Strengthening the Legal Framework of the OSCESymposium

Legal personality for the OSCE?

Some observations at the occasion of the recent conference on the legal status of the OSCE

Should the OSCE finally be endowed with legal personality? I have a hard time positioning myself in the debate. Obviously, I understand the argument – brought forward at the conference on the legal framework of the OSCE mostly by practitioners working at the organization, but also by Niels Blokker (see the introductory post), – that legal personality would make work at the organization much easier. It is quite apparent that the OSCE would profit from being able to open a bank account, generally being able to enter into contracts of any kind, or enjoying standing before courts. And I see that it seems adequate for an organization exercising robust functions as in the ongoing OSCE Special Monitoring Mission to Ukraine, where it helped to facilitate and monitor a ceasefire, to possibly be held responsible under international law. It seems that the OSCE would not do much more with legal personality – but it would do the same things with greater legal certainty and relieved from the necessity to work around its basic defect all the time.

I also understand and sympathize with the very strong “Klabbersian” argument presented by Ramses Wessel that the parties at the table should face legal realities and end “living in a phantasy world”: An institution calling itself an organization, acting with remarkable autonomy from its members and claiming personality should live up to its truth and stop circumventing the legal order it is governed by. As the head of OSCE legal services, Lisa Tabassi, argued: The OSCE has a membership, organs, procedures, institutional structures, internal regulations, an internal justice system, an administrative head and has a will of its own. It is granted observer status in the UN and it is often, mission by mission, granted immunities. If legal personality were a matter of legal reality, as Rosalyn Higgins argues, there would be no doubt that the OSCE enjoys it.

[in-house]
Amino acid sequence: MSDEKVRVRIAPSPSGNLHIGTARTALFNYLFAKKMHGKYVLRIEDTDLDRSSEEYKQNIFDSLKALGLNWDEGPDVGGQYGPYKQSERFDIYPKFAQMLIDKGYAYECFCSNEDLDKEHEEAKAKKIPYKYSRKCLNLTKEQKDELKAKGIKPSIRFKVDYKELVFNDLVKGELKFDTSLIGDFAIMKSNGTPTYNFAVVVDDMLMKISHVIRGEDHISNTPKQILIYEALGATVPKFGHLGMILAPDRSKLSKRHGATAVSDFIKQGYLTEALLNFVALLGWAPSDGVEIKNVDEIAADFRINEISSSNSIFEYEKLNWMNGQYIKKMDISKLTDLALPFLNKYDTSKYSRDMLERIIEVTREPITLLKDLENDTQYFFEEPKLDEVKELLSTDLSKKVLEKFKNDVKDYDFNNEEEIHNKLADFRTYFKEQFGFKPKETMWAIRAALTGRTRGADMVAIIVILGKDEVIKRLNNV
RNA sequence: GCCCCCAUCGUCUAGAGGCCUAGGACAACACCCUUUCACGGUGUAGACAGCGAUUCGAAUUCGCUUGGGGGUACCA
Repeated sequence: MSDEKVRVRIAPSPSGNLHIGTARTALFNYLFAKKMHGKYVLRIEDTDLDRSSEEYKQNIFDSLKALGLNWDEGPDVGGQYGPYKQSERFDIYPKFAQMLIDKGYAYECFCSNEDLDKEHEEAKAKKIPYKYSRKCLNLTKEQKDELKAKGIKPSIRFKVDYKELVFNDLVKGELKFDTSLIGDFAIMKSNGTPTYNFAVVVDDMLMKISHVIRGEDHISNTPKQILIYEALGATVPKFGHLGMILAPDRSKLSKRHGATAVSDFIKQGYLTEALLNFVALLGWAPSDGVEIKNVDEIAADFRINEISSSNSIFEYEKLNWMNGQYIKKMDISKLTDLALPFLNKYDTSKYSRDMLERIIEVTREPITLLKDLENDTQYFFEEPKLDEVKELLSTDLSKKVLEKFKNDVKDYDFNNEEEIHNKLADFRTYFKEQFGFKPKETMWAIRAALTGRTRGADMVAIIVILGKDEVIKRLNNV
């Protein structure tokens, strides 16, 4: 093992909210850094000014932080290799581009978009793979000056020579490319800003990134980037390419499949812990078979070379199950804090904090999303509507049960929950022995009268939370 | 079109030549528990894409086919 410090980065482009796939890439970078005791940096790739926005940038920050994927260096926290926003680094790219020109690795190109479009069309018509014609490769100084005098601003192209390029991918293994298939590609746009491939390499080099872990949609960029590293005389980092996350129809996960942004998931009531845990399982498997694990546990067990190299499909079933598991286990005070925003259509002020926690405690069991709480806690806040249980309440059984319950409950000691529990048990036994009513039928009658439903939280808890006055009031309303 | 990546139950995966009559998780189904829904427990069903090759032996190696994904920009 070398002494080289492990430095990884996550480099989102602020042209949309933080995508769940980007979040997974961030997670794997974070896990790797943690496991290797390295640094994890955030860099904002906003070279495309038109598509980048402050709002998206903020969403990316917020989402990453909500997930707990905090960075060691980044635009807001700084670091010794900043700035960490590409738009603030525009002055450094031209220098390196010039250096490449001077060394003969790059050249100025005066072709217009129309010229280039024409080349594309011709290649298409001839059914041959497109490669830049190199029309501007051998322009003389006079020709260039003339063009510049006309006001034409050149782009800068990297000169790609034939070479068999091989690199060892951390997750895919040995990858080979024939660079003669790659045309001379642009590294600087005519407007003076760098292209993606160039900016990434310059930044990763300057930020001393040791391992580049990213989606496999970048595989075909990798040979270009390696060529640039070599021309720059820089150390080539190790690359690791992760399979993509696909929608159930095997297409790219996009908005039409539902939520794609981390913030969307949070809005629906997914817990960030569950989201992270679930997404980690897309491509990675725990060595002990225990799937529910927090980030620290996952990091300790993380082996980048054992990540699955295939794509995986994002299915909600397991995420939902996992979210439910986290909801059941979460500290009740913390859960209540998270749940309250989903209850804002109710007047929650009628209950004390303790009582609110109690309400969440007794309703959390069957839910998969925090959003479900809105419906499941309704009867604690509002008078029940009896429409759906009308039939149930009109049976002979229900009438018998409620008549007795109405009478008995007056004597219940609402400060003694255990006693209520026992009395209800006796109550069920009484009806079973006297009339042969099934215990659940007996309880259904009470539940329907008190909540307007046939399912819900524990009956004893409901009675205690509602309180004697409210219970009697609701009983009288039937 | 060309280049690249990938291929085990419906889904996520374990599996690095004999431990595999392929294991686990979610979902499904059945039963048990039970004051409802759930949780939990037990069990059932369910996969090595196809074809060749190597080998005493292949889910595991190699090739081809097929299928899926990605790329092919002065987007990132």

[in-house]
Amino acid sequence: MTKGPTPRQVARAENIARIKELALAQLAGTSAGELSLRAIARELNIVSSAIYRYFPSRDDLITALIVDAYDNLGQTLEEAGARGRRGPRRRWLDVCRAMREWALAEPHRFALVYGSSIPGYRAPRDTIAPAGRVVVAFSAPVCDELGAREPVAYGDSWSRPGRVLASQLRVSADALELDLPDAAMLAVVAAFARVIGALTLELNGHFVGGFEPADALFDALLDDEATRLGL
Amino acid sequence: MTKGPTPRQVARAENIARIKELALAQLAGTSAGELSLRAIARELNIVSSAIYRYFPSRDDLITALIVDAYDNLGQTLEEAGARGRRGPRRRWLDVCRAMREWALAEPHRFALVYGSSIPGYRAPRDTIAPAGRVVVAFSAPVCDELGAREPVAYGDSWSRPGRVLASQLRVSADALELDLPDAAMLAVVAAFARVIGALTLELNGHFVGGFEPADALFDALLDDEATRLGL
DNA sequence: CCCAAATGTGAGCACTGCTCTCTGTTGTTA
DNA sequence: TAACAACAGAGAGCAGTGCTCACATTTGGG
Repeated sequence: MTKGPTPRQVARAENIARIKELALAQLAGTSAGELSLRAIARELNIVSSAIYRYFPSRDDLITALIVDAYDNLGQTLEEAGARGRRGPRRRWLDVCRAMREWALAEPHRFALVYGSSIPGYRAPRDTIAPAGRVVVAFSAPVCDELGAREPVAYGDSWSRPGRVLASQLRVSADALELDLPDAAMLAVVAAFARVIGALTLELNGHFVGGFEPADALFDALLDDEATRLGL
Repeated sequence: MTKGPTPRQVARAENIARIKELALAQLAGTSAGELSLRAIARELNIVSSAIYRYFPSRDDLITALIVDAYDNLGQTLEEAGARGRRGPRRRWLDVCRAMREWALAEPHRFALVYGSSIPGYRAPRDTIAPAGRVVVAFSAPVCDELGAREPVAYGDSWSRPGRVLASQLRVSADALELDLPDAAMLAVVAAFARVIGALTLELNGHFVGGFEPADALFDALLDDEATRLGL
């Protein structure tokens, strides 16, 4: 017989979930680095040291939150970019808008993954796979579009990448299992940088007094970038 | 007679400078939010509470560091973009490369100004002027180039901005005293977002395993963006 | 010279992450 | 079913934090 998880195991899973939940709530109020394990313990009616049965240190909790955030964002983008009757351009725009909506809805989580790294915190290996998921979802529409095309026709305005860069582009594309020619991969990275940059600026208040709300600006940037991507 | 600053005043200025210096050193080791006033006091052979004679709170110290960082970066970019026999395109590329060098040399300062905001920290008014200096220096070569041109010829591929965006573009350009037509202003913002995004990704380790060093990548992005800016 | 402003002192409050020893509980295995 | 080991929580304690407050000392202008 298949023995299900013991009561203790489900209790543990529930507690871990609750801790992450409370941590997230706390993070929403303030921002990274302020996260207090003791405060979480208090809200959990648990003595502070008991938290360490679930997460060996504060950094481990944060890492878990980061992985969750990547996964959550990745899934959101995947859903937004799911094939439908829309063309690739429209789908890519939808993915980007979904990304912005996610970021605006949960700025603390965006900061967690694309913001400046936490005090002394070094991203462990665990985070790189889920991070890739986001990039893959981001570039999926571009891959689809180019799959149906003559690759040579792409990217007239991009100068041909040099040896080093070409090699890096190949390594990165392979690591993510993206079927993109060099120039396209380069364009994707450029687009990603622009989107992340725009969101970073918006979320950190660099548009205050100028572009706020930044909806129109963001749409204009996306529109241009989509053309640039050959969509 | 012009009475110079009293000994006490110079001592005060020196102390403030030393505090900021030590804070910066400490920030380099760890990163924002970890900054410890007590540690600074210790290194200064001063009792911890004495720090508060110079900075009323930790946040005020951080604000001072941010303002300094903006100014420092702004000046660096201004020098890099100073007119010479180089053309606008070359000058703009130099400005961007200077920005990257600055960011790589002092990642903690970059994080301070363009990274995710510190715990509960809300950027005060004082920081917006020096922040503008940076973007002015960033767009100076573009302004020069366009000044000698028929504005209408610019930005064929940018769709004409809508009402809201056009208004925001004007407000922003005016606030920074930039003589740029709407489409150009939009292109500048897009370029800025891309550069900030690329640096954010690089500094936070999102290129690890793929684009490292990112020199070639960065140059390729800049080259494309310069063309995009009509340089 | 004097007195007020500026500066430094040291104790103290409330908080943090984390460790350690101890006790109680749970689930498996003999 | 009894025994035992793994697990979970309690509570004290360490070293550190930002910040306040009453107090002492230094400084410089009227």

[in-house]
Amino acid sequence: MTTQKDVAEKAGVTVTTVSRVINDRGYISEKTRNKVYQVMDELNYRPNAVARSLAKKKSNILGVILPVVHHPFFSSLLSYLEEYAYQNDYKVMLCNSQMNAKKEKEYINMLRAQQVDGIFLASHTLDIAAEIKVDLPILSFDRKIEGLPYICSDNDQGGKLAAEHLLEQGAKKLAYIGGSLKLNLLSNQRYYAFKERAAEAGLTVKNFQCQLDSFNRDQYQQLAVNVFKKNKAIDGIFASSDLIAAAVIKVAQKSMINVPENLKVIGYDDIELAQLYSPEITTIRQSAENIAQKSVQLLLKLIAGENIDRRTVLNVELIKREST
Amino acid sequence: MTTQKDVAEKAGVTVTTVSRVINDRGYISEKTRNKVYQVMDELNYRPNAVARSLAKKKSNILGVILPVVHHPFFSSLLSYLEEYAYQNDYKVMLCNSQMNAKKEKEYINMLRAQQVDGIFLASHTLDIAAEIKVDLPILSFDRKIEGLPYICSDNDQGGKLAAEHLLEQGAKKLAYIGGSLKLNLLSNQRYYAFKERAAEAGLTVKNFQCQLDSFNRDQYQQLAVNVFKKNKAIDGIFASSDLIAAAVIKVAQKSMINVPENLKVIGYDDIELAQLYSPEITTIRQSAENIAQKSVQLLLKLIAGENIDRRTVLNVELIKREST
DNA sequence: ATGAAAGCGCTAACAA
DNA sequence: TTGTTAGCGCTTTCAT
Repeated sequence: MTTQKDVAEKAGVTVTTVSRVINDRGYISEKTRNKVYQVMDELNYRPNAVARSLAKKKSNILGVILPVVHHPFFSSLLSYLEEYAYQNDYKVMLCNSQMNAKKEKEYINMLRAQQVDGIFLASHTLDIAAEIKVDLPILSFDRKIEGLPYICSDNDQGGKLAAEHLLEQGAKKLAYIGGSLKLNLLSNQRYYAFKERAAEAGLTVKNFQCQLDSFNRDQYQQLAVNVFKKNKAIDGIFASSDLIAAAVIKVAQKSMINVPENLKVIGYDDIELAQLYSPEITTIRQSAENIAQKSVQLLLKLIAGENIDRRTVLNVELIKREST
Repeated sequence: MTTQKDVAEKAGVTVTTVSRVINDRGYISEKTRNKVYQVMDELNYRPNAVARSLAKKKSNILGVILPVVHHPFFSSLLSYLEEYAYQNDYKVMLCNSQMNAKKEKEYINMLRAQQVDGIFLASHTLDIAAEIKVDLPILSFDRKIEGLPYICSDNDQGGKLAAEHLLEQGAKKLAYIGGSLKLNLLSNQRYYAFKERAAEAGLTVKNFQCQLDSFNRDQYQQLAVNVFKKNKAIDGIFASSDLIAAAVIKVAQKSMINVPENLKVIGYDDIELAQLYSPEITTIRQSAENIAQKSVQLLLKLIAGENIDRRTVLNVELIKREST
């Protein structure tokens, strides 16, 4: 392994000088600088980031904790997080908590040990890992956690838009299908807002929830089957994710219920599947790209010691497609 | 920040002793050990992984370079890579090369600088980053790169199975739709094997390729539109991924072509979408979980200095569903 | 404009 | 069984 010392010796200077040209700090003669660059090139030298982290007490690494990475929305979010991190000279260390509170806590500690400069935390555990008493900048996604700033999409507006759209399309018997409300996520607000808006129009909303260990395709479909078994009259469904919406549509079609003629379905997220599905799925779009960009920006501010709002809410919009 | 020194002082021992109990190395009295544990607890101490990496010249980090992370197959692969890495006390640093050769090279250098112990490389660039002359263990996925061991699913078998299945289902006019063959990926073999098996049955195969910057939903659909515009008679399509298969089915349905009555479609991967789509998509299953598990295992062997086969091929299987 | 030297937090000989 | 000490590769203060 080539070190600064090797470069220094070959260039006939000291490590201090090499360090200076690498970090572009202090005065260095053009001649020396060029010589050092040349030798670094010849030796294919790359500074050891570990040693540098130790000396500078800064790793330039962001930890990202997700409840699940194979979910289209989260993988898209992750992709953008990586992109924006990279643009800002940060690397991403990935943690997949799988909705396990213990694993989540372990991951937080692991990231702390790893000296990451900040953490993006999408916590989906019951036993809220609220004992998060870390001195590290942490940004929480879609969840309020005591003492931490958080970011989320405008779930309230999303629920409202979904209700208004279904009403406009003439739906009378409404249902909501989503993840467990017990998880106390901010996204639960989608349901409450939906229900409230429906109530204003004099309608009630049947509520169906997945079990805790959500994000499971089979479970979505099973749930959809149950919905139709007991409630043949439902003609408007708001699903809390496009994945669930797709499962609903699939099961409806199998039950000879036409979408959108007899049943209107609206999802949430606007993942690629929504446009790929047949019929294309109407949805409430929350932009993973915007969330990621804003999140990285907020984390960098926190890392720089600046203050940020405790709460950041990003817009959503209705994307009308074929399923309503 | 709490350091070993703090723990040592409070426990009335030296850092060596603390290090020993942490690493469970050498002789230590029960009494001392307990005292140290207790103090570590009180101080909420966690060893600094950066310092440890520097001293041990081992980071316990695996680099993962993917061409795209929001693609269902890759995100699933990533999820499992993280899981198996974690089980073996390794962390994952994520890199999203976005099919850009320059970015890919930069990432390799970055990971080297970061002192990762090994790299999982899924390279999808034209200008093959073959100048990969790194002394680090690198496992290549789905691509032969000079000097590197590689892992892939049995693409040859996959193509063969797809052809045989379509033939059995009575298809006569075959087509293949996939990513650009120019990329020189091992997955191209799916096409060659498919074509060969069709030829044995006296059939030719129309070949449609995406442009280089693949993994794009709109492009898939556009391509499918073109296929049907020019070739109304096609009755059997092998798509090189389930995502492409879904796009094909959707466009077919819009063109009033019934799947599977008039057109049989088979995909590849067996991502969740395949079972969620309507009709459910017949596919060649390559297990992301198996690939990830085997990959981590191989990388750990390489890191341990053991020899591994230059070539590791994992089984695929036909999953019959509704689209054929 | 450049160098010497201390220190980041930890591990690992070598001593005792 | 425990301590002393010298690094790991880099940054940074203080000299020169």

Apparently, its participating states (not to be called members!) want OSCE missions to be present at most of the critical contact points between Russia and Europe and engage in various missions of boundary management, disarmament, election monitoring and ceasefire monitoring in places like Kosovo, Chechnya, Moldova, Ashgabat, Gukovo and Donetsk, places where often no other international organizations are present. In some ways, the OSCE seems to enjoy a status similar to the UN: No one loves it, but somehow everybody senses that we are better off with an OSCE in place than without it. It seems a rather minor and only logical step to end costly obstacles in the functioning of the organization and get away with the constant working around its defect.

A place for open debate

On the other hand, it seems that a strong case can be made against the formal legalization of the OSCE: It is widely agreed that the organization has had a significant impact in allowing smooth and informal communication between the Western and Soviet blocks as well as in working in important ways towards the democratization of the new Eastern European states before, during and after the fall of the Berlin Wall. In a way, one could make the argument, that the Conference for Security and Co-operation in Europe (as it was initially called in explicit reference to its informal status) had fulfilled its function with the closure of the chapter of the European division and could have been dissolved at the time. However, it was decided in Budapest in 1994 to upgrade the CSCE to an “organization” – an organization by name, by function, but not by legal status. In hindsight it seems that the participants back then did not fully trust the concept of a unified Europe and sensed that, in the face of the reigning internationalist spirit at the time, it might be advisable to retain that proven space for discussion, liberated from high expectations.